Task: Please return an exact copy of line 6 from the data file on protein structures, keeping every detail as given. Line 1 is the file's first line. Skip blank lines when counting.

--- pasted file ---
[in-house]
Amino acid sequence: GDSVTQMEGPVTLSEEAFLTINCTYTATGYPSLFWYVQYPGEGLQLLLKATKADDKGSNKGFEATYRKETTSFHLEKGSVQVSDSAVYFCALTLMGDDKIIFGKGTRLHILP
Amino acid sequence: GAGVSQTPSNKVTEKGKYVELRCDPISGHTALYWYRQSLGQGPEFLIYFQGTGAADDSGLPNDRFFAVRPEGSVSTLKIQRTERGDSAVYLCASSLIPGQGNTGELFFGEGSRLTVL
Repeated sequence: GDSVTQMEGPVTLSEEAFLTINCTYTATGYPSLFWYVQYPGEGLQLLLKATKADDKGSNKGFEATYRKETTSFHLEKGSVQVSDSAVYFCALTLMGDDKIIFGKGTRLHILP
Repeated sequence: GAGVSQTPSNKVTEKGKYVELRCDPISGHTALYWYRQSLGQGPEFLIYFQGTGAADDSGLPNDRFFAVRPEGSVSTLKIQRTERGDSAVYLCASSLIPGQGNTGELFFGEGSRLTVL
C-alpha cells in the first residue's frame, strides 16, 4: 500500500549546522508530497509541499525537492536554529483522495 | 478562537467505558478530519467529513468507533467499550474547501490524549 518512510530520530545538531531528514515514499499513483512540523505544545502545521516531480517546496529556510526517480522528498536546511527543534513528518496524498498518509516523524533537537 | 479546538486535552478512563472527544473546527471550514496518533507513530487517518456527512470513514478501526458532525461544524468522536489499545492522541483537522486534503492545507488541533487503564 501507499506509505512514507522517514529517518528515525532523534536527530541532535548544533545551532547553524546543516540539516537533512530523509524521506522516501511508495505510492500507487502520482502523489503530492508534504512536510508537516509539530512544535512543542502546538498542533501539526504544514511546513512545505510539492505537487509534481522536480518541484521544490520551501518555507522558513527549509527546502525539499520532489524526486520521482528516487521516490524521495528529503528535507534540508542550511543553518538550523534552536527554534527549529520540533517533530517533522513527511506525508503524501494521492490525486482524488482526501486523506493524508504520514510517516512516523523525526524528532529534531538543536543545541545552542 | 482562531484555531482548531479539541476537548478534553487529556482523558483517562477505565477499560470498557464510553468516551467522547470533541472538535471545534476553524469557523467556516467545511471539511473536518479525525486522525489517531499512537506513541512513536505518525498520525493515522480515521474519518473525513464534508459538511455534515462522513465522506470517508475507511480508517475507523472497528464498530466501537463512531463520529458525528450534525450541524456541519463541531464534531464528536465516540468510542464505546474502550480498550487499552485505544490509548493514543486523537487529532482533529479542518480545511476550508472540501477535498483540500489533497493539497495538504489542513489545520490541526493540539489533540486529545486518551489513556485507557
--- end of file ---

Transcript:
C-alpha cells in the first residue's frame, strides 16, 4: 500500500549546522508530497509541499525537492536554529483522495 | 478562537467505558478530519467529513468507533467499550474547501490524549 518512510530520530545538531531528514515514499499513483512540523505544545502545521516531480517546496529556510526517480522528498536546511527543534513528518496524498498518509516523524533537537 | 479546538486535552478512563472527544473546527471550514496518533507513530487517518456527512470513514478501526458532525461544524468522536489499545492522541483537522486534503492545507488541533487503564 501507499506509505512514507522517514529517518528515525532523534536527530541532535548544533545551532547553524546543516540539516537533512530523509524521506522516501511508495505510492500507487502520482502523489503530492508534504512536510508537516509539530512544535512543542502546538498542533501539526504544514511546513512545505510539492505537487509534481522536480518541484521544490520551501518555507522558513527549509527546502525539499520532489524526486520521482528516487521516490524521495528529503528535507534540508542550511543553518538550523534552536527554534527549529520540533517533530517533522513527511506525508503524501494521492490525486482524488482526501486523506493524508504520514510517516512516523523525526524528532529534531538543536543545541545552542 | 482562531484555531482548531479539541476537548478534553487529556482523558483517562477505565477499560470498557464510553468516551467522547470533541472538535471545534476553524469557523467556516467545511471539511473536518479525525486522525489517531499512537506513541512513536505518525498520525493515522480515521474519518473525513464534508459538511455534515462522513465522506470517508475507511480508517475507523472497528464498530466501537463512531463520529458525528450534525450541524456541519463541531464534531464528536465516540468510542464505546474502550480498550487499552485505544490509548493514543486523537487529532482533529479542518480545511476550508472540501477535498483540500489533497493539497495538504489542513489545520490541526493540539489533540486529545486518551489513556485507557